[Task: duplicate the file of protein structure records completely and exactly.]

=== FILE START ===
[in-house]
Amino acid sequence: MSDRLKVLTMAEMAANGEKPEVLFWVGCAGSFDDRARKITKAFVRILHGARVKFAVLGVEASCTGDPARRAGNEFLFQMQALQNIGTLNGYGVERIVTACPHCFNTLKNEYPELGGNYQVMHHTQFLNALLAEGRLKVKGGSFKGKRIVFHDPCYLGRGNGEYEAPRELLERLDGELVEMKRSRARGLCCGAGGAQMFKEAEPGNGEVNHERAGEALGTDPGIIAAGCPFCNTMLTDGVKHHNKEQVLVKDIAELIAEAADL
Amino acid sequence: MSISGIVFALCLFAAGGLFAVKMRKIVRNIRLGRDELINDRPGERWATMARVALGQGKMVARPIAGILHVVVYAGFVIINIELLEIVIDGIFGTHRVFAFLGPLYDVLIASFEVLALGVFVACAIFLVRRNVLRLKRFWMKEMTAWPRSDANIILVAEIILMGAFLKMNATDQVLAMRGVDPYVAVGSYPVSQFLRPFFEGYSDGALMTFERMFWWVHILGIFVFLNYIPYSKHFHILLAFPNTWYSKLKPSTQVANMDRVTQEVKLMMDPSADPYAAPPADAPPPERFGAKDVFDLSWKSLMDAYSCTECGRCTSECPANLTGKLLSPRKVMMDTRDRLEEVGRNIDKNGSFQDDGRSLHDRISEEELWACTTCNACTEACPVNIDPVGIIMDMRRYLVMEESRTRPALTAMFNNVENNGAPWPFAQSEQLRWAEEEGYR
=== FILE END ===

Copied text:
[in-house]
Amino acid sequence: MSDRLKVLTMAEMAANGEKPEVLFWVGCAGSFDDRARKITKAFVRILHGARVKFAVLGVEASCTGDPARRAGNEFLFQMQALQNIGTLNGYGVERIVTACPHCFNTLKNEYPELGGNYQVMHHTQFLNALLAEGRLKVKGGSFKGKRIVFHDPCYLGRGNGEYEAPRELLERLDGELVEMKRSRARGLCCGAGGAQMFKEAEPGNGEVNHERAGEALGTDPGIIAAGCPFCNTMLTDGVKHHNKEQVLVKDIAELIAEAADL
Amino acid sequence: MSISGIVFALCLFAAGGLFAVKMRKIVRNIRLGRDELINDRPGERWATMARVALGQGKMVARPIAGILHVVVYAGFVIINIELLEIVIDGIFGTHRVFAFLGPLYDVLIASFEVLALGVFVACAIFLVRRNVLRLKRFWMKEMTAWPRSDANIILVAEIILMGAFLKMNATDQVLAMRGVDPYVAVGSYPVSQFLRPFFEGYSDGALMTFERMFWWVHILGIFVFLNYIPYSKHFHILLAFPNTWYSKLKPSTQVANMDRVTQEVKLMMDPSADPYAAPPADAPPPERFGAKDVFDLSWKSLMDAYSCTECGRCTSECPANLTGKLLSPRKVMMDTRDRLEEVGRNIDKNGSFQDDGRSLHDRISEEELWACTTCNACTEACPVNIDPVGIIMDMRRYLVMEESRTRPALTAMFNNVENNGAPWPFAQSEQLRWAEEEGYR